122 online forums compromised to redirect visitors to Fiesta exploit kit
Over a hundred forum websites have been compromised and injected with code that redirects users to sites hosting the Fiesta exploit kit, Cyphort researchers have found.
These are not highly popular forums, but gather a respectable number of users who like to discuss DIY projects, animals, wrestling, scuba diving, news regarding PS3, and so on. They are powered by either vBulletin or by IP Board online forum software, new vulnerabilities for which are often found and publicly disclosed.
The researchers have found 122 compromised forums in total.
After their visitors are redirected to a site hosting the exploit kit, it tries to exploit a two-year-old IE vulnerability (CVE-2013-2551) and a new Flash one (CVE-2015-0313).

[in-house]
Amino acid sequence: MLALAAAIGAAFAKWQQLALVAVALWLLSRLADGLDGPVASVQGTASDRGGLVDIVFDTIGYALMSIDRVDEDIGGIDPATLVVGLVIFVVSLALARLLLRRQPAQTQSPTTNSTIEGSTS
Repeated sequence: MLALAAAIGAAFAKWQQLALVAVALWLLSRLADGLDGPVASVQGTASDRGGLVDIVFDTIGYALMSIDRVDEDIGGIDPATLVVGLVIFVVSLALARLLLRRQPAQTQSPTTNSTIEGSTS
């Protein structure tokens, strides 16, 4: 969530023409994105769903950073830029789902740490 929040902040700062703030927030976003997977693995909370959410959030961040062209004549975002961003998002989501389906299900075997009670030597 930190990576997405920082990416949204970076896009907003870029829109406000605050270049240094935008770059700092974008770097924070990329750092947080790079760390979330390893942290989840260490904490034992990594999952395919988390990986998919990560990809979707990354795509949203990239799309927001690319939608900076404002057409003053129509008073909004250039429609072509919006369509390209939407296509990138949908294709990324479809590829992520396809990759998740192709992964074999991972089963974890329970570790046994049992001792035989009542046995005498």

If it succeeds, the users get saddled with several pieces of malware: a dropper whose goal is to download additional malware, the Gamarue information-stealing Trojan, the FleerCivet clickjacking Trojan, and the Ruperk backdoor.
The dropper, the clickjacking Trojan and the backdoor won’t execute in a virtual environment. The dropper checks for strings indicating that VirtualBox, Qemu, or VMware virtualization software is present on the machine.
Besides stealing information, Gamarue is also in charge of disabling some Windows security settings. FleerCivet’s main purpose is to open several hidden IE instance that access websites and simulate legitimate clicks on ads.
The Ruperk backdoor sends system information to its C&C server, and can receive instructions to update itself, delete itself, and download additional files.
“We believe that this malware pack is designed for click fraud campaign and for distribution using watering hole attacks. The armoring against all the virtualization environments is done to avoid detection by anti-click-fraud systems,” Cyphort’s Paul Kimayong explained.
“This malware campaign has targeted over a hundred forums which seem to be serving mostly individual home users,” he noted, adding that this type of clicks make the scam less noticeable.